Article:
A 420 Shout-Out to the Awesome Women of the Cannabis Industry

In the male-dominated world of cannabis, women are paving the way for more holistic and equitable ways of distribution and consumption.

Why is today different from all other days? Well, today is 4/20, or 420 Day, and people around the world are “celebrating” their favorite flower, cannabis, and all of its wonderful properties. Here at LAMA, we wanted to highlight some of our favorite female entrepreneurs in the budding (haha) sector and we can promise you’re ganja have a good time (okay we’ll stop with the puns). There are amazing cannabis companies, initiatives, and educational programs being founded by women all over the globe – and we’re liking where they’re leading the industry.

For example, Molly Peckler is the founder of Highly Devoted, the world’s first and only cannabis matchmaking company. She’s been featured in Vice, The New York Times, and Forbes for her groundbreaking approach to “bringing stoners together.” With Highly Devoted, Molly helps cannabis users around the world find love and connections with others who appreciate their affinity for cannabis. Molly transitioned into the industry after working as a traditional matchmaker and seeing how cannabis was part of her own love story between her husband and herself. She also saw that cannabis use was on the rise among her fellow young professionals – and that many of the same young professionals felt burnt out and overwhelmed on dating apps. Thus, Highly Devoted works with each client to create a curated, confidential and thoughtful matchmaking experience – IRL. While cannabis matchmaking may not be what first comes to mind when most think of the industry, Molly has also experienced the opportunities and challenges that accompany being a woman in the cannabis world.

Courtesy of Molly Peckler

“I think the biggest thing is that women such as myself are underestimated. People look at us as just a pretty face, not really there to add much to the conversation. But I really love to upend expectations and prove people wrong. That motivates me, it puts a fire under my belly to keep doing what I’m doing to change the world with love and cannabis, which is really my biggest motivator.”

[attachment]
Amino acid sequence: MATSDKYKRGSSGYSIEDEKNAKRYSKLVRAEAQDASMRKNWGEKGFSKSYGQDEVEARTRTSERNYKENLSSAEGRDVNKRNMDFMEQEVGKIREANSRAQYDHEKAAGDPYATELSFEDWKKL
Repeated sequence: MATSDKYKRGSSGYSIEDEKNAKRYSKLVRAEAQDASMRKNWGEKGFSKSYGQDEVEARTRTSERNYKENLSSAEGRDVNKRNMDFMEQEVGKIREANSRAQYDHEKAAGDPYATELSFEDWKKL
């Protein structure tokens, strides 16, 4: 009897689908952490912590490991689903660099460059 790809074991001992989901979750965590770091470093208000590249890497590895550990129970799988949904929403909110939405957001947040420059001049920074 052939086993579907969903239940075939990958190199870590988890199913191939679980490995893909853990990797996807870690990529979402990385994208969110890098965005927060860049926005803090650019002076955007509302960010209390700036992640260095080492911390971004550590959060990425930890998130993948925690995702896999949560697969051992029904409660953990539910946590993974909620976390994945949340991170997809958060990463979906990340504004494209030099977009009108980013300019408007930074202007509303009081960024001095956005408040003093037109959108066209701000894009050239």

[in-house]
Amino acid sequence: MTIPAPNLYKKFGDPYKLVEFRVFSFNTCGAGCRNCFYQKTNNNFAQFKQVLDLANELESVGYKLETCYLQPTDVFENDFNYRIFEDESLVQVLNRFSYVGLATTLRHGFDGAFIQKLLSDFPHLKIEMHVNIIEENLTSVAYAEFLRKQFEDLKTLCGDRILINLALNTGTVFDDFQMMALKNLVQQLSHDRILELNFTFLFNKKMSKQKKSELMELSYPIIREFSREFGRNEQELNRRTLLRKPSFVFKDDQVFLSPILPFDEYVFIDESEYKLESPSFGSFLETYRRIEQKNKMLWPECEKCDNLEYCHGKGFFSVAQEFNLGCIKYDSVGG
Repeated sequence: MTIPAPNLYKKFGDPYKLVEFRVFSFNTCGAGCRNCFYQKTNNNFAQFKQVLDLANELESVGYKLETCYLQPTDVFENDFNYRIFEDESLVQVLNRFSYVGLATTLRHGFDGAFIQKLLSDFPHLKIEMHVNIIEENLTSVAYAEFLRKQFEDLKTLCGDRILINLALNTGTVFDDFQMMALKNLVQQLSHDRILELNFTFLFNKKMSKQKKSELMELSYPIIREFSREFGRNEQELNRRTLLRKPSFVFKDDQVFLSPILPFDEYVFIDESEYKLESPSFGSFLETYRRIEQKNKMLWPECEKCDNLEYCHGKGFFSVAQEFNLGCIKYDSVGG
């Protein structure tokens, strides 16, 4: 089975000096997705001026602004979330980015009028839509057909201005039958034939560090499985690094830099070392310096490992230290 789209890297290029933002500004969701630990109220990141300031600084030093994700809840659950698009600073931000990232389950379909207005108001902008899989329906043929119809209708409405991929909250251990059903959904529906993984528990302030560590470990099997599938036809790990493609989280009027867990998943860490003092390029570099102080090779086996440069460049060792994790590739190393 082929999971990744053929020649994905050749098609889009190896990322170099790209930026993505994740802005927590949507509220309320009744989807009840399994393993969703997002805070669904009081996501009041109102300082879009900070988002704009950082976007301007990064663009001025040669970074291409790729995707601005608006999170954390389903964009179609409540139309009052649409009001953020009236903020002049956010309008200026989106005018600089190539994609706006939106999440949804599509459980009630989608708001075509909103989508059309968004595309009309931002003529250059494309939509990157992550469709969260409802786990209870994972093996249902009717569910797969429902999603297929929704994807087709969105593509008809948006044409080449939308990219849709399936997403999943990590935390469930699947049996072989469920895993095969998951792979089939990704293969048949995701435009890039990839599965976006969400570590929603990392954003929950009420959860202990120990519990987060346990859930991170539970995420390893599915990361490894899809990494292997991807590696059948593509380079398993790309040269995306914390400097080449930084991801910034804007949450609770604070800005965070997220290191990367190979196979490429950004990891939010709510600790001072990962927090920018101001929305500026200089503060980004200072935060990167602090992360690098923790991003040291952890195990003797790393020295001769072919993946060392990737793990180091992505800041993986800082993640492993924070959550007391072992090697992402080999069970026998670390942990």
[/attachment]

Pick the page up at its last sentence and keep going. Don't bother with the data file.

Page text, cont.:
Lindsey Holthaus is the founder and CEO of Plain Jane, a CBD company “focused on making the smoothest, cleanest, most odorless cannabis products on the market.” After buying an RV and moving to a hemp farm in Oregon, Lindsey and her co-founders started selling and marketing their CBD pre-rolls through word-of-mouth and Instagram. In just five months, they’ve gone from making 20 thousand USD in sales to 120 thousand USD in sales. Lindsey says working on a hemp farm in rural Oregon is about as easy as it sounds…

Courtesy of Lindsey Holthaus

“In general, I’ve found that the industry is not as welcoming to women as I thought it would be. You’re working with a lot of traditional farmers that still have particular views about women. I worked in politics and the public sector before and that sector, because it is regulated and watched closely, attempts to make women feel welcome. When I transitioned to the private sector there is no censorship. I think this is with startups in the private sector in general. If you go to a pitch event or a venture capital firm, it’s almost always mostly men. There is nothing overtly sexist, just small digs, like someone asking for the owner and not believing I was the owner, or people not wanting to speak with me directly, as if they didn’t trust my judgement. That’s been my experience but I won’t say it’s the same for everyone. There are a lot of female-owned CBD companies that are high end and I can’t speak for what their experiences are like but I think the industry is opening up because of the success of many of women-owned CBD businesses.”

The rise of women-owned cannabis businesses has changed the way we talk about weed entrepreneurship. One of the main trends we’ve seen is how women within the cannabis industry tend to pay it forward and help other women on their entrepreneurial journeys in the sector. Molly highlighted this as well: “One of the amazing things about cannabis is, compared to a bunch of the other industries out there, there’s just a larger proportion of female entrepreneurs. I’m someone that believes that collaboration is better than competition, and I’ve been able to align myself with some incredible female entrepreneurs and I love the fact that we lift each other up and help each other. I know there are a bunch of women who I can go to when I need some help or I need some guidance.”